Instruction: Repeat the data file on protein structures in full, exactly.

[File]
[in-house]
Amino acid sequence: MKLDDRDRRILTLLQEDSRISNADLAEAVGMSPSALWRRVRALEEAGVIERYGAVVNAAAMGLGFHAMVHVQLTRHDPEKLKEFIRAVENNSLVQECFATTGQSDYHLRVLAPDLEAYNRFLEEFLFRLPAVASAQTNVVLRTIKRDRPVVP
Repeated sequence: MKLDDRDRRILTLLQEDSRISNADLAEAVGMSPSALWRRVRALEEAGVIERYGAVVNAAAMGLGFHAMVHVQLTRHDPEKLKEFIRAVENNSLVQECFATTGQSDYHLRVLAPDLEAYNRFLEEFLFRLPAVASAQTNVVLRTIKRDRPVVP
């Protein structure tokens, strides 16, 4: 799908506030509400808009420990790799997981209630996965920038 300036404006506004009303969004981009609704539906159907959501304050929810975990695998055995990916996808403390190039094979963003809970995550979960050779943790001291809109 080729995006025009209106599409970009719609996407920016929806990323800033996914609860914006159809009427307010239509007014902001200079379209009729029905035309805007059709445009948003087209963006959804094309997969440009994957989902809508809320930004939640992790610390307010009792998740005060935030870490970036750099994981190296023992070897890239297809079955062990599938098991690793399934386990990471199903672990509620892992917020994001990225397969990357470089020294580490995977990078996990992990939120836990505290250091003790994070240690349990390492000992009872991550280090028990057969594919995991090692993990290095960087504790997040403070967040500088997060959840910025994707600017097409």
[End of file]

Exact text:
[in-house]
Amino acid sequence: MKLDDRDRRILTLLQEDSRISNADLAEAVGMSPSALWRRVRALEEAGVIERYGAVVNAAAMGLGFHAMVHVQLTRHDPEKLKEFIRAVENNSLVQECFATTGQSDYHLRVLAPDLEAYNRFLEEFLFRLPAVASAQTNVVLRTIKRDRPVVP
Repeated sequence: MKLDDRDRRILTLLQEDSRISNADLAEAVGMSPSALWRRVRALEEAGVIERYGAVVNAAAMGLGFHAMVHVQLTRHDPEKLKEFIRAVENNSLVQECFATTGQSDYHLRVLAPDLEAYNRFLEEFLFRLPAVASAQTNVVLRTIKRDRPVVP
């Protein structure tokens, strides 16, 4: 799908506030509400808009420990790799997981209630996965920038 300036404006506004009303969004981009609704539906159907959501304050929810975990695998055995990916996808403390190039094979963003809970995550979960050779943790001291809109 080729995006025009209106599409970009719609996407920016929806990323800033996914609860914006159809009427307010239509007014902001200079379209009729029905035309805007059709445009948003087209963006959804094309997969440009994957989902809508809320930004939640992790610390307010009792998740005060935030870490970036750099994981190296023992070897890239297809079955062990599938098991690793399934386990990471199903672990509620892992917020994001990225397969990357470089020294580490995977990078996990992990939120836990505290250091003790994070240690349990390492000992009872991550280090028990057969594919995991090692993990290095960087504790997040403070967040500088997060959840910025994707600017097409």